Hundreds of mentally ill people who have been confined to nursing homes, sometimes in prisonlike conditions, would move to apartments or other housing within three years under a legal settlement with New York State.
Health-care providers on Wednesday lambasted state changes to a Medicaid program that make it harder for patients, particularly the elderly, to get in-home care for such everyday activities as eating, bathing and going to the bathroom.
Advocates for people with disabilities have filed a federal class-action lawsuit seeking to block the state from cutting in-home care services to 4,000 low-income individuals who need extensive assistance to remain at home and out of an institution.
The members and staff of Community Access Unlimited applauded a state plan to provide people with disabilities and/or their families an annual stipend to help pay for the cost of providing services. New Jersey has proposed the $10,000 to $15,000 stipend in light of the state’s inability to provide people with disabilities sufficient access to community living, as required by law.
Services that help the disabled have been put on the chopping block up at the state Capitol, spurring a march and rally Tuesday morning.
Josue Rodriguez sat in his motorized wheelchair on the south steps of the Capitol today and urged an audience of hundreds of disability advocates to continue fighting for their freedom. “What we need are vital services that keep us independent,” the El Pasoan said.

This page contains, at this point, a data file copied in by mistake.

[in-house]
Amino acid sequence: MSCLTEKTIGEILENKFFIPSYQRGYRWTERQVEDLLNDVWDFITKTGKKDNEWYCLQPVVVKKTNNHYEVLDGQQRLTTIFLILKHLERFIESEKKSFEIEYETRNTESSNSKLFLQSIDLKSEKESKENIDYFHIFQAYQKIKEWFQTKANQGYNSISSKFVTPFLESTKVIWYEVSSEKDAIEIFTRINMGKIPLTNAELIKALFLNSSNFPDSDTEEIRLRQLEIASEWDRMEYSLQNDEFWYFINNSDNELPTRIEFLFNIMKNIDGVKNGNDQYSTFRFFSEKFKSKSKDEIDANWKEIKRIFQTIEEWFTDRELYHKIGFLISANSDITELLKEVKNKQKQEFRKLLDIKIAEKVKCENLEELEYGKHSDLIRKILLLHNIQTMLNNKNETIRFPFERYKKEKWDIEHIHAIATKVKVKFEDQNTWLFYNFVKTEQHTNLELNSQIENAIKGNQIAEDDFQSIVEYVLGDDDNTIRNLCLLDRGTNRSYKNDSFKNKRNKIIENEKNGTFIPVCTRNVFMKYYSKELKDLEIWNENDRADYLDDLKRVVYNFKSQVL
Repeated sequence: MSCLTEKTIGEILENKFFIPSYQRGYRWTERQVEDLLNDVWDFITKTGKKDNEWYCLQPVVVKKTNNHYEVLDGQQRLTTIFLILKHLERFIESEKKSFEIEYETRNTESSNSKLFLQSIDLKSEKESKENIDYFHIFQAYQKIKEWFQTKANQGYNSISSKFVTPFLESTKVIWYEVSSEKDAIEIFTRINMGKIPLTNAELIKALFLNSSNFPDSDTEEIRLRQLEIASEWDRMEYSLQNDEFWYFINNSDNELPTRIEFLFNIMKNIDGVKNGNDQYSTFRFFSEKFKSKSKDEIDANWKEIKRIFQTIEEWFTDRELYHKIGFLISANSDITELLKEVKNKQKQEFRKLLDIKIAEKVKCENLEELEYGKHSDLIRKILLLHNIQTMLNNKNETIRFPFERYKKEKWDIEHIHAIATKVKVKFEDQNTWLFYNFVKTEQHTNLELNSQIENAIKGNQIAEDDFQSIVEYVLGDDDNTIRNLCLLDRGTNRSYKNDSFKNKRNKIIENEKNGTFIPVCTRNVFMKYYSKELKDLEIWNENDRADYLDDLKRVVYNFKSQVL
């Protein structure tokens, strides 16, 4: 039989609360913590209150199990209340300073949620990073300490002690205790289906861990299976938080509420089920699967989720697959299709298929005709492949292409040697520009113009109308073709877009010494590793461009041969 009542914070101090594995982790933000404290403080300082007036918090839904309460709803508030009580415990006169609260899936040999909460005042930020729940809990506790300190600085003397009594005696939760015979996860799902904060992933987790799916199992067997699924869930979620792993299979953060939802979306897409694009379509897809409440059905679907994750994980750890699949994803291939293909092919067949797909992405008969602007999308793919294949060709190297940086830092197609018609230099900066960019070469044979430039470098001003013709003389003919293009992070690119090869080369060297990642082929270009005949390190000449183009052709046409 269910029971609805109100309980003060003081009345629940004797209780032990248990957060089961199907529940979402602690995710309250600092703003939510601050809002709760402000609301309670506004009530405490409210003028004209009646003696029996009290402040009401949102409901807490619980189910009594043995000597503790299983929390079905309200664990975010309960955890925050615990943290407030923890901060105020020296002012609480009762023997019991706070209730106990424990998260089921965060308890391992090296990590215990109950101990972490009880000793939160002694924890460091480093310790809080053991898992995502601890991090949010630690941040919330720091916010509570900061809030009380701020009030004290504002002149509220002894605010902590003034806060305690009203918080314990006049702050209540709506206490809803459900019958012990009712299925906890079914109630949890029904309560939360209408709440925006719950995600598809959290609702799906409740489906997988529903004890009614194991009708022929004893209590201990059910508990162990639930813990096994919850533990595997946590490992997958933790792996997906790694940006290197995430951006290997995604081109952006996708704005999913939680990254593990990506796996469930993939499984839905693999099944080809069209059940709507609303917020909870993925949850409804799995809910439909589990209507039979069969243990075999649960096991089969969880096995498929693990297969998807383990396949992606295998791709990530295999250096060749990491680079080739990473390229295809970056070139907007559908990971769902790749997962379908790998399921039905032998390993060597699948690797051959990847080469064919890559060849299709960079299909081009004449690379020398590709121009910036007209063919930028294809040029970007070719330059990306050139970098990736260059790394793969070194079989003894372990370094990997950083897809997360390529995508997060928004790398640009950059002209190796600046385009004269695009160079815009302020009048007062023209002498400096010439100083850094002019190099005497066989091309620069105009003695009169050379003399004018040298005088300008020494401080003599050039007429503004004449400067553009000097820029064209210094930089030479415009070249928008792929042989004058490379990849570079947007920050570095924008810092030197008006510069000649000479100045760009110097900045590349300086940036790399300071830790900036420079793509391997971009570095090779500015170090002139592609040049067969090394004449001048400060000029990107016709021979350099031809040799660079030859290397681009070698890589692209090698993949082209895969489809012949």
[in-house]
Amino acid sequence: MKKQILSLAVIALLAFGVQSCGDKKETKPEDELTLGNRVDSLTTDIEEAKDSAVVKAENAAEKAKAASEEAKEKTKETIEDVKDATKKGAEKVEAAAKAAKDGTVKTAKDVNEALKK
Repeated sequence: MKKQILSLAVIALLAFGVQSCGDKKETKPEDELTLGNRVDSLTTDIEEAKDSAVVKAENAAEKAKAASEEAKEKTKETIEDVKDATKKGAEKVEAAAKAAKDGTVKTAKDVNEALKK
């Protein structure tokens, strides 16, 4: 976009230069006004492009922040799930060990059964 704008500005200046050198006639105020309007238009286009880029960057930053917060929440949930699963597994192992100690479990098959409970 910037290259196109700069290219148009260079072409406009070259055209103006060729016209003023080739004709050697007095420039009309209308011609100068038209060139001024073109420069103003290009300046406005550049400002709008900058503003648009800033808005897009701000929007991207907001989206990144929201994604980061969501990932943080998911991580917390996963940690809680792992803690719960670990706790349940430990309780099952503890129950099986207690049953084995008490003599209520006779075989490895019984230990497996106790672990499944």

Charles Cooper had never heard of Down syndrome in 1958, when his 2-week-old son was diagnosed with the disability.
Cooper trusted the doctor when he said his son would do best in an institution. So Cooper went to a Fredericksburg judge and signed commitment papers.
But then he visited some of the training centers. And Cooper decided that his son deserved better.
A Department of Justice investigation has found that Virginia violated the civil rights of training center residents by keeping them in institutions rather than moving them to community settings.
A U.S. District Court judge in Illinois has certified a class action lawsuit on behalf of eight people with severe disabilities who have either aged-out of a medical program for children or who are in danger of soon reaching the age cut off.
The Justice Department has reached an agreement with Georgia over a long-running case involving what critics say is the unlawful segregation of residents with mental illness and developmental disabilities in state psychiatric hospitals.